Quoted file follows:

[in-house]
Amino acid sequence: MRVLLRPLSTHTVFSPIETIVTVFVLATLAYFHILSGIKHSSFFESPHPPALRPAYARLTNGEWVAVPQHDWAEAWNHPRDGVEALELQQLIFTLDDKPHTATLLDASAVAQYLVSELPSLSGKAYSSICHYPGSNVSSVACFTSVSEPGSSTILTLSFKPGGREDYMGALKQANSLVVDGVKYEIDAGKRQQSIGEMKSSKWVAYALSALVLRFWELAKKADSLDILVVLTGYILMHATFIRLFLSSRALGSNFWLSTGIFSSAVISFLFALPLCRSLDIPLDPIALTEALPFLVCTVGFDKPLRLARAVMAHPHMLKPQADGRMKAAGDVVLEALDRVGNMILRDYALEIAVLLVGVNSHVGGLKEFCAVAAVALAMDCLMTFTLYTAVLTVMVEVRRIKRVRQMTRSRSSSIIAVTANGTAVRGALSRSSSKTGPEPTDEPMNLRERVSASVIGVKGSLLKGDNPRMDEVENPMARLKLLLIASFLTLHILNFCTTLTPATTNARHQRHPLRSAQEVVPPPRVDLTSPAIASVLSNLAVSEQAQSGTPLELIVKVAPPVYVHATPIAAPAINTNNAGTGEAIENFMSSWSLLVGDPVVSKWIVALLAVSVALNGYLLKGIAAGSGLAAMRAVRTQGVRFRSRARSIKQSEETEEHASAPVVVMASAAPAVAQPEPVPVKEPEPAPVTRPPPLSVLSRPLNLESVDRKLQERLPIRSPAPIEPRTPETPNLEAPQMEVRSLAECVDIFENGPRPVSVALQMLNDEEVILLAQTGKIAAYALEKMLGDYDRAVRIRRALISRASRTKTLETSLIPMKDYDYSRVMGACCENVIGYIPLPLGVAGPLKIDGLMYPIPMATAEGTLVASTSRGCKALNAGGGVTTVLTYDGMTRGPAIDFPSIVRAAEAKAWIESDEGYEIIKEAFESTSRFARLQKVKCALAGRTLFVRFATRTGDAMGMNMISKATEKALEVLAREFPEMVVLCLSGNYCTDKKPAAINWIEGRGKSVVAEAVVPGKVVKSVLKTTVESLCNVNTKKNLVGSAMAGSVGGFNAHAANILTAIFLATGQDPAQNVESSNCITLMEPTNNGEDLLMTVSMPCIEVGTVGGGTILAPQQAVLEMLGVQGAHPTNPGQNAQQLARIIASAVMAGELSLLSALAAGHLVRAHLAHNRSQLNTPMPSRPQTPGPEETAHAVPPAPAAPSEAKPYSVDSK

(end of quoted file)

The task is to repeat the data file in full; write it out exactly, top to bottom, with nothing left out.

[in-house]
Amino acid sequence: MRVLLRPLSTHTVFSPIETIVTVFVLATLAYFHILSGIKHSSFFESPHPPALRPAYARLTNGEWVAVPQHDWAEAWNHPRDGVEALELQQLIFTLDDKPHTATLLDASAVAQYLVSELPSLSGKAYSSICHYPGSNVSSVACFTSVSEPGSSTILTLSFKPGGREDYMGALKQANSLVVDGVKYEIDAGKRQQSIGEMKSSKWVAYALSALVLRFWELAKKADSLDILVVLTGYILMHATFIRLFLSSRALGSNFWLSTGIFSSAVISFLFALPLCRSLDIPLDPIALTEALPFLVCTVGFDKPLRLARAVMAHPHMLKPQADGRMKAAGDVVLEALDRVGNMILRDYALEIAVLLVGVNSHVGGLKEFCAVAAVALAMDCLMTFTLYTAVLTVMVEVRRIKRVRQMTRSRSSSIIAVTANGTAVRGALSRSSSKTGPEPTDEPMNLRERVSASVIGVKGSLLKGDNPRMDEVENPMARLKLLLIASFLTLHILNFCTTLTPATTNARHQRHPLRSAQEVVPPPRVDLTSPAIASVLSNLAVSEQAQSGTPLELIVKVAPPVYVHATPIAAPAINTNNAGTGEAIENFMSSWSLLVGDPVVSKWIVALLAVSVALNGYLLKGIAAGSGLAAMRAVRTQGVRFRSRARSIKQSEETEEHASAPVVVMASAAPAVAQPEPVPVKEPEPAPVTRPPPLSVLSRPLNLESVDRKLQERLPIRSPAPIEPRTPETPNLEAPQMEVRSLAECVDIFENGPRPVSVALQMLNDEEVILLAQTGKIAAYALEKMLGDYDRAVRIRRALISRASRTKTLETSLIPMKDYDYSRVMGACCENVIGYIPLPLGVAGPLKIDGLMYPIPMATAEGTLVASTSRGCKALNAGGGVTTVLTYDGMTRGPAIDFPSIVRAAEAKAWIESDEGYEIIKEAFESTSRFARLQKVKCALAGRTLFVRFATRTGDAMGMNMISKATEKALEVLAREFPEMVVLCLSGNYCTDKKPAAINWIEGRGKSVVAEAVVPGKVVKSVLKTTVESLCNVNTKKNLVGSAMAGSVGGFNAHAANILTAIFLATGQDPAQNVESSNCITLMEPTNNGEDLLMTVSMPCIEVGTVGGGTILAPQQAVLEMLGVQGAHPTNPGQNAQQLARIIASAVMAGELSLLSALAAGHLVRAHLAHNRSQLNTPMPSRPQTPGPEETAHAVPPAPAAPSEAKPYSVDSK